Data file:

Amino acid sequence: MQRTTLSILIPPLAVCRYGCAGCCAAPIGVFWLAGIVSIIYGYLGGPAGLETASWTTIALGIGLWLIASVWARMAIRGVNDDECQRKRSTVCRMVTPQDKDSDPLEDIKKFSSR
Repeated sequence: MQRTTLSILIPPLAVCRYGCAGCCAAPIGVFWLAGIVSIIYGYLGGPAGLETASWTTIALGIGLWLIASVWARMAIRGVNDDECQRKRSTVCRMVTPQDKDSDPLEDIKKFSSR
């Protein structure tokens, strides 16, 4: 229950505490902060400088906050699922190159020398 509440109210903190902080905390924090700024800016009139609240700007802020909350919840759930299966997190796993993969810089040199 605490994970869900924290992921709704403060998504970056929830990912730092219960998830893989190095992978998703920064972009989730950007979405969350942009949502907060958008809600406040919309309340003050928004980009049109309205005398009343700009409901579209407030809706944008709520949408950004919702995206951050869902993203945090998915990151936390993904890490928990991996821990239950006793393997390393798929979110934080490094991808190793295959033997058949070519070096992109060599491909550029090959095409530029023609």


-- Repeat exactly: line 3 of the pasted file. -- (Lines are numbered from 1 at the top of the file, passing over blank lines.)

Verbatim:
């Protein structure tokens, strides 16, 4: 229950505490902060400088906050699922190159020398 509440109210903190902080905390924090700024800016009139609240700007802020909350919840759930299966997190796993993969810089040199 605490994970869900924290992921709704403060998504970056929830990912730092219960998830893989190095992978998703920064972009989730950007979405969350942009949502907060958008809600406040919309309340003050928004980009049109309205005398009343700009409901579209407030809706944008709520949408950004919702995206951050869902993203945090998915990151936390993904890490928990991996821990239950006793393997390393798929979110934080490094991808190793295959033997058949070519070096992109060599491909550029090959095409530029023609």